Nokia
    "We must do something. This is something. Therefore, we must do this."
    -- Antony Jay and Jonathan Lynn, "Yes Minister"
    Keith Thompson, Aug 3, 2008
    #5
  6. On 2 Aug 2008 at 23:32, Keith Thompson wrote:
    > santosh <> writes:
    >> Another possibility, if your program will be restricted to suitable
    >> systems, is to use the system's delete file command. The Unix command
    >> for this, 'rm' has built-in support for file globbing and pattern
    >> matching. For further details ask in a group for your system.

    >
    > No, Unix 'rm' doesn't have built-in support for file globbing and
    > pattern matching; that's handled by the shell.


    But system() goes via /bin/sh, so the effect is the same.

    If the user is using fork()/exec() directly, then again he can use
    /bin/sh -c to execute rm and get globbing.
    Antoninus Twink, Aug 3, 2008
    #6
  7. Antoninus Twink <> writes:
    > On 2 Aug 2008 at 23:32, Keith Thompson wrote:
    >> santosh <> writes:
    >>> Another possibility, if your program will be restricted to suitable
    >>> systems, is to use the system's delete file command. The Unix command
    >>> for this, 'rm' has built-in support for file globbing and pattern
    >>> matching. For further details ask in a group for your system.

    >>
    >> No, Unix 'rm' doesn't have built-in support for file globbing and
    >> pattern matching; that's handled by the shell.

    >

    [snip information more appropriate for a Unix group]

    I don't normally respond to AT, but in this case he has quoted me in a
    deliberately misleading manner. I had surrounded my remarks about the
    'rm' command with "<OT>" and "</OT"> tags. AT deleted those tags,
    giving the false impression that I care as little about topicality as
    he does.

    --
    Keith Thompson (The_Other_Keith) <http://www.ghoti.net/~kst>
    Nokia
    "We must do something. This is something. Therefore, we must do this."
    -- Antony Jay and Jonathan Lynn, "Yes Minister"
    Keith Thompson, Aug 3, 2008
    #7
  8. In article <>,
    Keith Thompson <> wrote:
    >Antoninus Twink <> writes:
    >> On 2 Aug 2008 at 23:32, Keith Thompson wrote:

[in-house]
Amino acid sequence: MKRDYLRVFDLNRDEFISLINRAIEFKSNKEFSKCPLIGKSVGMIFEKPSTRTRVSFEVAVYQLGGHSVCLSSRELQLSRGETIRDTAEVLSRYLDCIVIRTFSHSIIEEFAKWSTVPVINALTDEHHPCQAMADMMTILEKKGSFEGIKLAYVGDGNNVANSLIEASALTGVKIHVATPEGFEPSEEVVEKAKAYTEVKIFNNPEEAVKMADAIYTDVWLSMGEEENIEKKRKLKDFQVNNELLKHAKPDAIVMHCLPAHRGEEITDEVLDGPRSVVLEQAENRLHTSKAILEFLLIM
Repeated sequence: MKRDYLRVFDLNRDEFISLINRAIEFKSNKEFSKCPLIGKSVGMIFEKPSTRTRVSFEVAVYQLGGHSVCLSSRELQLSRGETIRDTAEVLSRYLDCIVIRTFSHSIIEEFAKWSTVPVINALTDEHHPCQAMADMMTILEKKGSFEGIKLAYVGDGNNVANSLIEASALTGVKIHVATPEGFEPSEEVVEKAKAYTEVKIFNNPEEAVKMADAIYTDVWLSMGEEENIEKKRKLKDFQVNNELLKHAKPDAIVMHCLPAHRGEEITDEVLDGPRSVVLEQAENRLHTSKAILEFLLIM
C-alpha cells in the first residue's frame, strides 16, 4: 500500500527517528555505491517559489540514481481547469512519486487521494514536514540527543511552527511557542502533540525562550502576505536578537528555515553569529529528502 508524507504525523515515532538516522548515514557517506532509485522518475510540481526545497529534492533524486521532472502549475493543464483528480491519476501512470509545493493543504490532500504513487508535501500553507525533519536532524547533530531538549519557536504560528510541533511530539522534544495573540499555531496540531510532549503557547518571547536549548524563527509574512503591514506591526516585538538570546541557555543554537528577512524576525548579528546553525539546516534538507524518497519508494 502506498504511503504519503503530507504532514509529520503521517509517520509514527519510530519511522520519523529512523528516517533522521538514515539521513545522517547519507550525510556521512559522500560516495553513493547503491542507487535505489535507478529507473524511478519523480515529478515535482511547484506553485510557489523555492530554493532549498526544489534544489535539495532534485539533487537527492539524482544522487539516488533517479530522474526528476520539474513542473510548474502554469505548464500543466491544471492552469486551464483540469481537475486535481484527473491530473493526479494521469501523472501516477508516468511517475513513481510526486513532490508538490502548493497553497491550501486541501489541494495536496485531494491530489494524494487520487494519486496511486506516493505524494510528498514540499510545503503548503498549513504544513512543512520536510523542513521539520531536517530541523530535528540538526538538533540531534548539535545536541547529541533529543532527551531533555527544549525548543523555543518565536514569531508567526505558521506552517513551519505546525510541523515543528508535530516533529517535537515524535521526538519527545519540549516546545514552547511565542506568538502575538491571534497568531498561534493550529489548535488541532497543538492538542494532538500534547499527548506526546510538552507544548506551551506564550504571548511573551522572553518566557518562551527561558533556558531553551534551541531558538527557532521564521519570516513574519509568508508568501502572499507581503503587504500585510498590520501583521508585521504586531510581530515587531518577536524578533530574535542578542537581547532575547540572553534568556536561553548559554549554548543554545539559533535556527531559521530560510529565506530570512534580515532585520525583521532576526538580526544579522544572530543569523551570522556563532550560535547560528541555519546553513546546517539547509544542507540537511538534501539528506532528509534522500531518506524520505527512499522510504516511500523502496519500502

>>> santosh <> writes:
    >>>> Another possibility, if your program will be restricted to suitable
    >>>> systems, is to use the system's delete file command. The Unix command
    >>>> for this, 'rm' has built-in support for file globbing and pattern
    >>>> matching. For further details ask in a group for your system.
    >>>
    >>> No, Unix 'rm' doesn't have built-in support for file globbing and
    >>> pattern matching; that's handled by the shell.

    >>

    >[snip information more appropriate for a Unix group]
    >
    >I don't normally respond to AT, but in this case he has quoted me in a
    >deliberately misleading manner. I had surrounded my remarks about the
    >'rm' command with "<OT>" and "</OT"> tags. AT deleted those tags,
    >giving the false impression that I care as little about topicality as
    >he does.


    God almighty, we couldn't have that, now could we?

    Geez, what small lives you people live.
    Kenny McCormack, Aug 4, 2008
    #8
  9. In article <>,
    Antoninus Twink <> wrote:
    >On 2 Aug 2008 at 23:32, Keith Thompson wrote:
    >> santosh <> writes:
    >>> Another possibility, if your program will be restricted to suitable
    >>> systems, is to use the system's delete file command. The Unix command
    >>> for this, 'rm' has built-in support for file globbing and pattern
    >>> matching. For further details ask in a group for your system.

    >>
    >> No, Unix 'rm' doesn't have built-in support for file globbing and
    >> pattern matching; that's handled by the shell.

    >
    >But system() goes via /bin/sh, so the effect is the same.
    >
    >If the user is using fork()/exec() directly, then again he can use
    >/bin/sh -c to execute rm and get globbing.


    Off topic. Not portable. Cant discuss it here. Blah, blah, blah.

    As far as the standard is concerned, system() could go via /keith/is/god.
    Kenny McCormack, Aug 4, 2008
    #9